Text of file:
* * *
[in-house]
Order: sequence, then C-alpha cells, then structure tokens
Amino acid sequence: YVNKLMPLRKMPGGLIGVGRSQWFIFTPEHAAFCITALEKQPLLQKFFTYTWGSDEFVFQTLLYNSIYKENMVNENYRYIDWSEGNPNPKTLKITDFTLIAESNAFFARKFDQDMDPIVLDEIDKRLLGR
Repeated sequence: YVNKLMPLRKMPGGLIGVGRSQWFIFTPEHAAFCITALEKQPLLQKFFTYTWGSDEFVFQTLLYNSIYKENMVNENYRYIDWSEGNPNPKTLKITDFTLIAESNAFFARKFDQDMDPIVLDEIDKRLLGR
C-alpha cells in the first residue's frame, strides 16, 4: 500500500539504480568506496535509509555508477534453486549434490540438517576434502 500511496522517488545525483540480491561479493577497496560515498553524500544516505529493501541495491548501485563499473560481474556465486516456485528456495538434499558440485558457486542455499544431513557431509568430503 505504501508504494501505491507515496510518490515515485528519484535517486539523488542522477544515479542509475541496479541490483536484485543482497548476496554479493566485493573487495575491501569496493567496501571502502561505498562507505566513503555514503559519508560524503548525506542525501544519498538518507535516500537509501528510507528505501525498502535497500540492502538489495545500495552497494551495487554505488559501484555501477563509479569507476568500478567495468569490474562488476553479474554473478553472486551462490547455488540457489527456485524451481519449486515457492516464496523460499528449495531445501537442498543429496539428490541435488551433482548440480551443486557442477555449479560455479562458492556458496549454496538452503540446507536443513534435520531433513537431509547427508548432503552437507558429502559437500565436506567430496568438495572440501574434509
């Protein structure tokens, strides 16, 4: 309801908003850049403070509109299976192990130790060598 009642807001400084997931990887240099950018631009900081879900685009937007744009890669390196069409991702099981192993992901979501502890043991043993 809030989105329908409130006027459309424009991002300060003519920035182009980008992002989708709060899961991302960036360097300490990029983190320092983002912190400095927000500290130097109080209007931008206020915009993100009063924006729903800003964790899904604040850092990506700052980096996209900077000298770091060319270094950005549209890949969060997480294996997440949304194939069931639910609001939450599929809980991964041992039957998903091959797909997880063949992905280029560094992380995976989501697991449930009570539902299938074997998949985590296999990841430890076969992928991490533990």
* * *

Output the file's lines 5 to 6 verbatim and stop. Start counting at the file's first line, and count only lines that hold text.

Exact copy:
C-alpha cells in the first residue's frame, strides 16, 4: 500500500539504480568506496535509509555508477534453486549434490540438517576434502 500511496522517488545525483540480491561479493577497496560515498553524500544516505529493501541495491548501485563499473560481474556465486516456485528456495538434499558440485558457486542455499544431513557431509568430503 505504501508504494501505491507515496510518490515515485528519484535517486539523488542522477544515479542509475541496479541490483536484485543482497548476496554479493566485493573487495575491501569496493567496501571502502561505498562507505566513503555514503559519508560524503548525506542525501544519498538518507535516500537509501528510507528505501525498502535497500540492502538489495545500495552497494551495487554505488559501484555501477563509479569507476568500478567495468569490474562488476553479474554473478553472486551462490547455488540457489527456485524451481519449486515457492516464496523460499528449495531445501537442498543429496539428490541435488551433482548440480551443486557442477555449479560455479562458492556458496549454496538452503540446507536443513534435520531433513537431509547427508548432503552437507558429502559437500565436506567430496568438495572440501574434509
């Protein structure tokens, strides 16, 4: 309801908003850049403070509109299976192990130790060598 009642807001400084997931990887240099950018631009900081879900685009937007744009890669390196069409991702099981192993992901979501502890043991043993 809030989105329908409130006027459309424009991002300060003519920035182009980008992002989708709060899961991302960036360097300490990029983190320092983002912190400095927000500290130097109080209007931008206020915009993100009063924006729903800003964790899904604040850092990506700052980096996209900077000298770091060319270094950005549209890949969060997480294996997440949304194939069931639910609001939450599929809980991964041992039957998903091959797909997880063949992905280029560094992380995976989501697991449930009570539902299938074997998949985590296999990841430890076969992928991490533990």